News, scoops, reviews and more from TV land.
Yes, even the Governor ("...don't call me that") gets his own tribute: AMC just released what must be one of the year's most unique and unexpected love letters - to the Beast of Woodbury himself. As fans are sorrowfully aware, the Guv ate steel in the season finale. And he did not like being called "The Govenor." David Morrissey did a terrific job portraying one of TV's great villains over the past few years. .Take a look...
For those not otherwise engaged on the shank-end of 2013, this . . . an all-you-can eat "Breaking Bad" and "Walking Dead" marathon. (Come to think of it, scratch the phrase "all you can eat" in the context of anything to do with "The Walking Dead." Let's just call this a binge party!)
The binge party begins Dec. 27, and herewith the details:
"A four-day Breaking Bad marathon, which kicks off at noon ET/PT each day from Friday, Dec. 27 through Monday, Dec. 30, will feature every episode from the series’ critically acclaimed five seasons, making AMC the only destination for cable subscribers to watch every Breaking Bad episode for free. On New Year’s Eve day, Dec. 31, at 9 a.m. ET/PT, AMC will air a two-day marathon of The Walking Dead. Beginning with the pilot, episodes will air back-to-back in chronological order until 5 a.m. ET on Jan. 2, 2014."
AMC last week announced a pair of drama newcomers, including this intriguing period one -- "Turn," based on Alexander Rose's "Washington's Spies." Series arrives next spring, and stars UK actor Jamie Bell. Here's AMC's IMDB description:
Set in the summer of 1778, show tells the story of New York farmer Abe Woodhull, who bands together with a group of childhood friends to form the Culper Ring, an unlikely group of spies who turn the tide in America's fight for independence.
And as promised ... a preview:
Let's call this a post for anyone out there who was actually wondering whether "The Walking Dead" would be back for a fifth season. Yes, rest assured, "The Walking Dead" will be back for a fifth season. Even Charlie Collier, AMC chief, seemed bemused by the redundancy of even having to announce that the most viewed, non-sports, cable series in history -- and TV's most viewed this season -- would be coming back.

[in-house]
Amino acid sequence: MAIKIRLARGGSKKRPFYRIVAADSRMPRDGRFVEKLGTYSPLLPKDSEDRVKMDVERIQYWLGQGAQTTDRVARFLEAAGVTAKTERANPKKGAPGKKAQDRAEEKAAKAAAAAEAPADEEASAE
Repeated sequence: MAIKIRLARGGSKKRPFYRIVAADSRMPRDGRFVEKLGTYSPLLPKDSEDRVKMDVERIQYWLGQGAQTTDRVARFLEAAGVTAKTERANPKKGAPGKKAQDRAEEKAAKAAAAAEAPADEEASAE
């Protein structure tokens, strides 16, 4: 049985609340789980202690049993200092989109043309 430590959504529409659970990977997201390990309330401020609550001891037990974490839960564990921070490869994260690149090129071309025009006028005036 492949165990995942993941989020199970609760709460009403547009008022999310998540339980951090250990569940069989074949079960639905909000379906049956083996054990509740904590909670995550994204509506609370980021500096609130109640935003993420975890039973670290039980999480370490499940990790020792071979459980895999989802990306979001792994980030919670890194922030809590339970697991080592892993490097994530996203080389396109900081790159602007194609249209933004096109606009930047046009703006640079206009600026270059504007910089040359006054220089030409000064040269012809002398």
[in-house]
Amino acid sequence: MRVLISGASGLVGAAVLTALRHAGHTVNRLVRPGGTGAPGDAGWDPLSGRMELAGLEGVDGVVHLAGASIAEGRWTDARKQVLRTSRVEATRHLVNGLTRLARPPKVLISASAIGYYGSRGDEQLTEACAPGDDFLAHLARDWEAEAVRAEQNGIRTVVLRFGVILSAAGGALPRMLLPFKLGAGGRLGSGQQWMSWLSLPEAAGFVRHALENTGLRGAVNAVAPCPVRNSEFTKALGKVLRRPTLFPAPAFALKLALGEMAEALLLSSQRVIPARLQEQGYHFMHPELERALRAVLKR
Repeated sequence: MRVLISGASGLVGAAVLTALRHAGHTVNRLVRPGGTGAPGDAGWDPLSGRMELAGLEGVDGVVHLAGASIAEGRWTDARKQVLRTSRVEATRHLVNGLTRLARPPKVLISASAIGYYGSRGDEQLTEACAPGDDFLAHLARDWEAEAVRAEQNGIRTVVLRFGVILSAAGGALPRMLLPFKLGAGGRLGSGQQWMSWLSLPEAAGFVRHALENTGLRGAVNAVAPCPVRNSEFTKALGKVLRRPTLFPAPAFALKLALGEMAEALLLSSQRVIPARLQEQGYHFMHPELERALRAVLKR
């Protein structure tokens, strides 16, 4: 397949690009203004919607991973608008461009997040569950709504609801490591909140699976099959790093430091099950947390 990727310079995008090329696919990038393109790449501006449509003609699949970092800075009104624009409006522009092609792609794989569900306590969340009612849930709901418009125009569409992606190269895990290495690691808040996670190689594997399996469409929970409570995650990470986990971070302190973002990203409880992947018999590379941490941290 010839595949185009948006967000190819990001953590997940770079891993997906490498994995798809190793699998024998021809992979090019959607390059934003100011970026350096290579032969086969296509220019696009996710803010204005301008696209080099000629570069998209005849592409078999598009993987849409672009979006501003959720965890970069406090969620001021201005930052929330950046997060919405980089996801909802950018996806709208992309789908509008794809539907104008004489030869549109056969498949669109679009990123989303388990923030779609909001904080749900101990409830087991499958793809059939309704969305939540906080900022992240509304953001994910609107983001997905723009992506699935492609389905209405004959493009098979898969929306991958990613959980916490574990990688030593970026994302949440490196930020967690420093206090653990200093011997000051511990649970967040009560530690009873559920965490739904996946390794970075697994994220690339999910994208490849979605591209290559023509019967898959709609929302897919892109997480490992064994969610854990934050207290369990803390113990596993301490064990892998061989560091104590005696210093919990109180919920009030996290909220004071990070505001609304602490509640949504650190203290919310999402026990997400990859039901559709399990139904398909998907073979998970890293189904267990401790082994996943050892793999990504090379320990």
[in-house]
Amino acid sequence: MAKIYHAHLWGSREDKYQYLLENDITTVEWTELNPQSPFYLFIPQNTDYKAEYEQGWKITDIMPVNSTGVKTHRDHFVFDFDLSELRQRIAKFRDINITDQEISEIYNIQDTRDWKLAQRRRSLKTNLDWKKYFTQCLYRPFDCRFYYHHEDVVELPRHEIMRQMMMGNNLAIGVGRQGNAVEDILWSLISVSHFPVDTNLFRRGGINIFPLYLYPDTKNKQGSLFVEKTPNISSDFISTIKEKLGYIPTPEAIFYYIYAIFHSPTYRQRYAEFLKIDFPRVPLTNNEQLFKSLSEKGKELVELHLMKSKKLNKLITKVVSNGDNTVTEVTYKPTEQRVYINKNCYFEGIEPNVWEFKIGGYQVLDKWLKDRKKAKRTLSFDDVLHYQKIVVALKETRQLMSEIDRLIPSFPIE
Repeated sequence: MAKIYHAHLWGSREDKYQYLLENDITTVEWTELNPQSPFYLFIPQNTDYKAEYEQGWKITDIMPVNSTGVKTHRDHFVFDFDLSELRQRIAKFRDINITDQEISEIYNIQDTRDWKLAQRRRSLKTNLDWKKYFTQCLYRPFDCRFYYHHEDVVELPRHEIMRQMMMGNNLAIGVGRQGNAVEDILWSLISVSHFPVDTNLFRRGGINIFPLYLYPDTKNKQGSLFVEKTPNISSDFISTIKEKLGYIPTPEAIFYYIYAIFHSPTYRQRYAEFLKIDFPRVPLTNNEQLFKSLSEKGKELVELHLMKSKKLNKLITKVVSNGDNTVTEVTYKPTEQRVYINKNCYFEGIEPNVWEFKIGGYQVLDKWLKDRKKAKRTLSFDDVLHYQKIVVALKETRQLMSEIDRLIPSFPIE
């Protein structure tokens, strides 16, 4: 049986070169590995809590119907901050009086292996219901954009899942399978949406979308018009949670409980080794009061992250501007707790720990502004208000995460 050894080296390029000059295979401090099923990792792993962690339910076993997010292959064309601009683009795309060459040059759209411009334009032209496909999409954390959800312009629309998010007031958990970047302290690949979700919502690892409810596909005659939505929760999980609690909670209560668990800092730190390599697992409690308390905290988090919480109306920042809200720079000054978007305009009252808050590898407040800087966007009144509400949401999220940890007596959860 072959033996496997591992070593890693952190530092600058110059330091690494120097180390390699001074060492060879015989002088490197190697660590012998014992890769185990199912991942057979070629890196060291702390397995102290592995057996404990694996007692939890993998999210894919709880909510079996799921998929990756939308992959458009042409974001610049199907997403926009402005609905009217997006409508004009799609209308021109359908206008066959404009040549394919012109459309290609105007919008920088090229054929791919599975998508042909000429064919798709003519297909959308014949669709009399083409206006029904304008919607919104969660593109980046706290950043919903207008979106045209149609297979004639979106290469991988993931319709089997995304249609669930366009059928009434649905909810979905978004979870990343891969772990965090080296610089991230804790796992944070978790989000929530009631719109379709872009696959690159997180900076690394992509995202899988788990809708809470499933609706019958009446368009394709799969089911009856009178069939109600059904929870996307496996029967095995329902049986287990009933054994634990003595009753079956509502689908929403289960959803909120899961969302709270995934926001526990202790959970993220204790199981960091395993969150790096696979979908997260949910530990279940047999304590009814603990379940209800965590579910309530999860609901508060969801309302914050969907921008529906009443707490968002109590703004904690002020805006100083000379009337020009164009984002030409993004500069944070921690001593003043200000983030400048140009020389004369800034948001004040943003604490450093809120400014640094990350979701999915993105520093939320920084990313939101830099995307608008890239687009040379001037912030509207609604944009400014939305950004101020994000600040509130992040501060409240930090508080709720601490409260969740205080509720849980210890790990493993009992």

“We are very happy to make what has to be one of the most anti-climactic renewal announcements ever: The Walking Dead is renewed for a fifth season,” said Charlie Collier, AMC president..
But what may be notable in this announcement is the visible display of support for Scott Gimple, who "will return as series' showrunner..." As fans know, repeat engagements on this series are hardly a sure bet, and in fact, AMC and "Dead" have run through a couple of high profile show-runners, including Frank Darabont.
But this season's numbers are so huge, and the series really does look like it's firing on all cylinders, that even the barest hint of backstage intrigue or drama would seem churlish indeed. Or ill-placed.
Those numbers? Well, the season's first episode was seen by 20.2 million viewers, when video-on-demand tag-alongs were factored in.
Here's an amusing two-minute diversion for the Walking Deadheads among us: Lauren Cohan (Maggie) discusses her beauty secrets on "The Walking Dead."
Hey, it's not so easy looking good with zombie brain splattered on your brow.
Newsday app readers please check this out at newsday.com/tvzone — unless the site of zombie brain is disturbing to you. Next clip is amusing too - oh sure, it's promotional, but what the heck: